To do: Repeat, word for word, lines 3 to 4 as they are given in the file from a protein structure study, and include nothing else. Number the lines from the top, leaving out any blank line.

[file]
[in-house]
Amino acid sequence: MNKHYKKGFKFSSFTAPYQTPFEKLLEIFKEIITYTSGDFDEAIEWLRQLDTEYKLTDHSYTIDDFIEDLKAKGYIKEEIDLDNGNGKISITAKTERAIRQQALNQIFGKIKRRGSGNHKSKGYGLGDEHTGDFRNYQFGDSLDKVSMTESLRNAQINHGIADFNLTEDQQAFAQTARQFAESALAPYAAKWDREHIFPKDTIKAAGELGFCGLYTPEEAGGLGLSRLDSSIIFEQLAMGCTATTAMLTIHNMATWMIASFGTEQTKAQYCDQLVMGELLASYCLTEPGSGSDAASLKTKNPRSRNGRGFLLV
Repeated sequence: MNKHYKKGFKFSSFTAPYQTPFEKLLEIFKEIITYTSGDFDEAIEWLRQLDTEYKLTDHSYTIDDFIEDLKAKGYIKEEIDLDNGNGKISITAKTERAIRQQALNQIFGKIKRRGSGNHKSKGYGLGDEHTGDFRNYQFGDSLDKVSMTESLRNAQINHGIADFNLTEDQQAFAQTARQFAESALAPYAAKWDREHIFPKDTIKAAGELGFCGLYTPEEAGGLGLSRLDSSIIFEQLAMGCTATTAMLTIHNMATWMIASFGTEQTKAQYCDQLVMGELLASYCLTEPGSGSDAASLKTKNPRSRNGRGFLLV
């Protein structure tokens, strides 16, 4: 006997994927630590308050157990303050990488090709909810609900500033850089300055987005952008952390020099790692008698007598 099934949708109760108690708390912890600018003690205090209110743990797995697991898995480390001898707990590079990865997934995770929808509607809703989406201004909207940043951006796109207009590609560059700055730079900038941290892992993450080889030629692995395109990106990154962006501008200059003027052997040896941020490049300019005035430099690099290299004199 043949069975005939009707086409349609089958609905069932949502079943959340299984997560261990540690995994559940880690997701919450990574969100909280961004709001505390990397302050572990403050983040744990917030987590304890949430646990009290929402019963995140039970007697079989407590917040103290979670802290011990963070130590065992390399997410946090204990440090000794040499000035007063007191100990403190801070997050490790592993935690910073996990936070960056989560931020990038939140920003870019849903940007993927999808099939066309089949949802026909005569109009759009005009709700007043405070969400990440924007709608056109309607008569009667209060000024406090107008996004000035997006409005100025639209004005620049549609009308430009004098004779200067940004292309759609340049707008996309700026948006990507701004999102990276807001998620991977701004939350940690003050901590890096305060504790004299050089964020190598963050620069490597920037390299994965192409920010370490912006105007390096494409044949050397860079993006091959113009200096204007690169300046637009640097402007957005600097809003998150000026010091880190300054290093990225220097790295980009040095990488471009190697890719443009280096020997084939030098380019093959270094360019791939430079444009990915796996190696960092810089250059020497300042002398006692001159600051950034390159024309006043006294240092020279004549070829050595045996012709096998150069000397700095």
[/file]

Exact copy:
Repeated sequence: MNKHYKKGFKFSSFTAPYQTPFEKLLEIFKEIITYTSGDFDEAIEWLRQLDTEYKLTDHSYTIDDFIEDLKAKGYIKEEIDLDNGNGKISITAKTERAIRQQALNQIFGKIKRRGSGNHKSKGYGLGDEHTGDFRNYQFGDSLDKVSMTESLRNAQINHGIADFNLTEDQQAFAQTARQFAESALAPYAAKWDREHIFPKDTIKAAGELGFCGLYTPEEAGGLGLSRLDSSIIFEQLAMGCTATTAMLTIHNMATWMIASFGTEQTKAQYCDQLVMGELLASYCLTEPGSGSDAASLKTKNPRSRNGRGFLLV
């Protein structure tokens, strides 16, 4: 006997994927630590308050157990303050990488090709909810609900500033850089300055987005952008952390020099790692008698007598 099934949708109760108690708390912890600018003690205090209110743990797995697991898995480390001898707990590079990865997934995770929808509607809703989406201004909207940043951006796109207009590609560059700055730079900038941290892992993450080889030629692995395109990106990154962006501008200059003027052997040896941020490049300019005035430099690099290299004199 043949069975005939009707086409349609089958609905069932949502079943959340299984997560261990540690995994559940880690997701919450990574969100909280961004709001505390990397302050572990403050983040744990917030987590304890949430646990009290929402019963995140039970007697079989407590917040103290979670802290011990963070130590065992390399997410946090204990440090000794040499000035007063007191100990403190801070997050490790592993935690910073996990936070960056989560931020990038939140920003870019849903940007993927999808099939066309089949949802026909005569109009759009005009709700007043405070969400990440924007709608056109309607008569009667209060000024406090107008996004000035997006409005100025639209004005620049549609009308430009004098004779200067940004292309759609340049707008996309700026948006990507701004999102990276807001998620991977701004939350940690003050901590890096305060504790004299050089964020190598963050620069490597920037390299994965192409920010370490912006105007390096494409044949050397860079993006091959113009200096204007690169300046637009640097402007957005600097809003998150000026010091880190300054290093990225220097790295980009040095990488471009190697890719443009280096020997084939030098380019093959270094360019791939430079444009990915796996190696960092810089250059020497300042002398006692001159600051950034390159024309006043006294240092020279004549070829050595045996012709096998150069000397700095």